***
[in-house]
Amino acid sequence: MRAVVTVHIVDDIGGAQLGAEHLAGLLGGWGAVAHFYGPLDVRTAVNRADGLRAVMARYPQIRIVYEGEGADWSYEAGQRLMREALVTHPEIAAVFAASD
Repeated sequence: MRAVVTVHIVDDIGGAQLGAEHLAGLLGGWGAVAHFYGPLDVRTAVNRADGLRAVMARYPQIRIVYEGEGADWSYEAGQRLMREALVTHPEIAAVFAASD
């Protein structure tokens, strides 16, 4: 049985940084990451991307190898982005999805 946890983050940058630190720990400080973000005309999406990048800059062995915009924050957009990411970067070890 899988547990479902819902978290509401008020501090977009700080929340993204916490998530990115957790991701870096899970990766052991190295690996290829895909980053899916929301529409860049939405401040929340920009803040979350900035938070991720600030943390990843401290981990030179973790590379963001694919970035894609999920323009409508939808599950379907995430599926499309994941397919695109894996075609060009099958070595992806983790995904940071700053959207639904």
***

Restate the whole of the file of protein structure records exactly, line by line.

[in-house]
Amino acid sequence: MRAVVTVHIVDDIGGAQLGAEHLAGLLGGWGAVAHFYGPLDVRTAVNRADGLRAVMARYPQIRIVYEGEGADWSYEAGQRLMREALVTHPEIAAVFAASD
Repeated sequence: MRAVVTVHIVDDIGGAQLGAEHLAGLLGGWGAVAHFYGPLDVRTAVNRADGLRAVMARYPQIRIVYEGEGADWSYEAGQRLMREALVTHPEIAAVFAASD
């Protein structure tokens, strides 16, 4: 049985940084990451991307190898982005999805 946890983050940058630190720990400080973000005309999406990048800059062995915009924050957009990411970067070890 899988547990479902819902978290509401008020501090977009700080929340993204916490998530990115957790991701870096899970990766052991190295690996290829895909980053899916929301529409860049939405401040929340920009803040979350900035938070991720600030943390990843401290981990030179973790590379963001694919970035894609999920323009409508939808599950379907995430599926499309994941397919695109894996075609060009099958070595992806983790995904940071700053959207639904």